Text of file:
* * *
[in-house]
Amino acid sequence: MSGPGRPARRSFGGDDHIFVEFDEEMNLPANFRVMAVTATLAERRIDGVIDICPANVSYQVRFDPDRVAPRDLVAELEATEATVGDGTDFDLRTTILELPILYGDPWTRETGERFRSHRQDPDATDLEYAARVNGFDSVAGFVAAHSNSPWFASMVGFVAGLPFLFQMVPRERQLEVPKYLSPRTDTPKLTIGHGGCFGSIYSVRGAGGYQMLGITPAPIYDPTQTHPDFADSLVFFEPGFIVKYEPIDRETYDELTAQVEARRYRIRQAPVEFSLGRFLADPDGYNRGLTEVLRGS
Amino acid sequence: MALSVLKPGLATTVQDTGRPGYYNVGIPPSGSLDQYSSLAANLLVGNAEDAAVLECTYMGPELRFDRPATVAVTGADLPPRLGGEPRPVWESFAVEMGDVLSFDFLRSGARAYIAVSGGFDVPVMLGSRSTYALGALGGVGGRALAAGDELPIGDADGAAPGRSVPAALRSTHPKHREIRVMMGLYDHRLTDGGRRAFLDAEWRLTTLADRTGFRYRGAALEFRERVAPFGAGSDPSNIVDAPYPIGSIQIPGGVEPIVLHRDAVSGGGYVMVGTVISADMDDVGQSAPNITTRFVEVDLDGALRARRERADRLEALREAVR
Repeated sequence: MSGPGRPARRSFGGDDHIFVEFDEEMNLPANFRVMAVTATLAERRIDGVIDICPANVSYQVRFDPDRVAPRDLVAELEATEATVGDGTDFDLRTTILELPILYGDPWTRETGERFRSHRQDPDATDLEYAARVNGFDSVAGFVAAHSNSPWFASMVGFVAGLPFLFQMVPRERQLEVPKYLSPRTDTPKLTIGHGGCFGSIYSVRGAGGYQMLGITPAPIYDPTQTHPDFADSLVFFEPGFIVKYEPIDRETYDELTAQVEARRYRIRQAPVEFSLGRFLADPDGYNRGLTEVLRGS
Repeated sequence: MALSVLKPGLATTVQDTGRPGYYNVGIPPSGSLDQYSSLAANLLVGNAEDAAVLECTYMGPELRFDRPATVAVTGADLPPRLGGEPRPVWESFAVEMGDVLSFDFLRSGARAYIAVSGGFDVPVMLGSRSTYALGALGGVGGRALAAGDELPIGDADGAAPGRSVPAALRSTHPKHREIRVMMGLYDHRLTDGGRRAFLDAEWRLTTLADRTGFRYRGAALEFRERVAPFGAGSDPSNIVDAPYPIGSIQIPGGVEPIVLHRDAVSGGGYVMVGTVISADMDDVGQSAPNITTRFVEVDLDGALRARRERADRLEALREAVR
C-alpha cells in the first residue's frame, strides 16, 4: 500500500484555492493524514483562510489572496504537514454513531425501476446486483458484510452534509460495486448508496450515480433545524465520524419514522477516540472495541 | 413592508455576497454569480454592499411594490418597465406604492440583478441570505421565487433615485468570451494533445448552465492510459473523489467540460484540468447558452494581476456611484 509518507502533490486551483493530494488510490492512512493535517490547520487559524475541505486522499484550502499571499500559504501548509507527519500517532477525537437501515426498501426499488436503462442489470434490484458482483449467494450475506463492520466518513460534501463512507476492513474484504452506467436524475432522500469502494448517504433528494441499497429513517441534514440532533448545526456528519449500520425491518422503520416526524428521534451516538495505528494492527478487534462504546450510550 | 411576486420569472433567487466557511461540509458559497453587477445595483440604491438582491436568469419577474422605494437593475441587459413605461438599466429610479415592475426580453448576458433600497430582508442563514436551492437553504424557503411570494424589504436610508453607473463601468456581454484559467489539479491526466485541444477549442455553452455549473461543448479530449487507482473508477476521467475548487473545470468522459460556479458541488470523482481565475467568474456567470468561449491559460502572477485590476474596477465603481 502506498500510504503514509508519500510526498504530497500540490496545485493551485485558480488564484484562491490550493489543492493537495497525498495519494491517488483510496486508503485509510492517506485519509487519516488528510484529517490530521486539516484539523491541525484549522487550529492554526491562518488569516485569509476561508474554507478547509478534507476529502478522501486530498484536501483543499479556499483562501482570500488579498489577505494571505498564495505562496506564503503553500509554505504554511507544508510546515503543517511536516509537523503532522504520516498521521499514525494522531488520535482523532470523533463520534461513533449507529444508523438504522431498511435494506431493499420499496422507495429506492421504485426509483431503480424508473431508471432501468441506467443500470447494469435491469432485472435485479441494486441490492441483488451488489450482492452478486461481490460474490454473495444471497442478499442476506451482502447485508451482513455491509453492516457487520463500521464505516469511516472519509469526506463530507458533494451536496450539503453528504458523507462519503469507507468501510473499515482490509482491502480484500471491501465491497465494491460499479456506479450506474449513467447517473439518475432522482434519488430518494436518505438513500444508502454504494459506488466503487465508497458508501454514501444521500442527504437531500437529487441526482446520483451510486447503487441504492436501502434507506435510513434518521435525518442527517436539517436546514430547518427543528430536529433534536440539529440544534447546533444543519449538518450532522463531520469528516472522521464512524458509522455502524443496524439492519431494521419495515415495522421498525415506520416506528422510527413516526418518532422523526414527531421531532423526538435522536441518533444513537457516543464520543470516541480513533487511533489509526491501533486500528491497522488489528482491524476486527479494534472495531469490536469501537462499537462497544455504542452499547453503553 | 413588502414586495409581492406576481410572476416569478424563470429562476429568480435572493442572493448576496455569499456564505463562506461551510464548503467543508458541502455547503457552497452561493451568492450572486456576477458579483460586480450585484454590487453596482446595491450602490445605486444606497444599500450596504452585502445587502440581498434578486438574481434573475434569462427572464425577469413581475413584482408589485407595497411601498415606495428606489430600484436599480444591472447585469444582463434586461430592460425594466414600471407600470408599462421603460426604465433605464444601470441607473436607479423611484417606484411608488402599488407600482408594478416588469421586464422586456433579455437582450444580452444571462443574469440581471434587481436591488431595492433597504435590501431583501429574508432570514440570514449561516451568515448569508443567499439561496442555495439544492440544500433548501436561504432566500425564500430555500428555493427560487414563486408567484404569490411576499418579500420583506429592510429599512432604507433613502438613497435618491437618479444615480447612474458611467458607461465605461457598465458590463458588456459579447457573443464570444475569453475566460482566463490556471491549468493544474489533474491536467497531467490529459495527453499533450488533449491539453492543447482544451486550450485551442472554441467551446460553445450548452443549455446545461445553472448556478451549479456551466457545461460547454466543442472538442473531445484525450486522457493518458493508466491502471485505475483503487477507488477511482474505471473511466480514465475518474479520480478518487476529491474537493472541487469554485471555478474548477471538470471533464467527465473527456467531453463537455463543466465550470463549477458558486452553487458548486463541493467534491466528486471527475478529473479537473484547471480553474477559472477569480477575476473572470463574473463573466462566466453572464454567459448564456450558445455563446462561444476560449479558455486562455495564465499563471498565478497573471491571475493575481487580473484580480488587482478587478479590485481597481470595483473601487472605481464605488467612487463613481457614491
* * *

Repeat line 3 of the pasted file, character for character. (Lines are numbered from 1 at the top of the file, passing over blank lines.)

Amino acid sequence: MALSVLKPGLATTVQDTGRPGYYNVGIPPSGSLDQYSSLAANLLVGNAEDAAVLECTYMGPELRFDRPATVAVTGADLPPRLGGEPRPVWESFAVEMGDVLSFDFLRSGARAYIAVSGGFDVPVMLGSRSTYALGALGGVGGRALAAGDELPIGDADGAAPGRSVPAALRSTHPKHREIRVMMGLYDHRLTDGGRRAFLDAEWRLTTLADRTGFRYRGAALEFRERVAPFGAGSDPSNIVDAPYPIGSIQIPGGVEPIVLHRDAVSGGGYVMVGTVISADMDDVGQSAPNITTRFVEVDLDGALRARRERADRLEALREAVR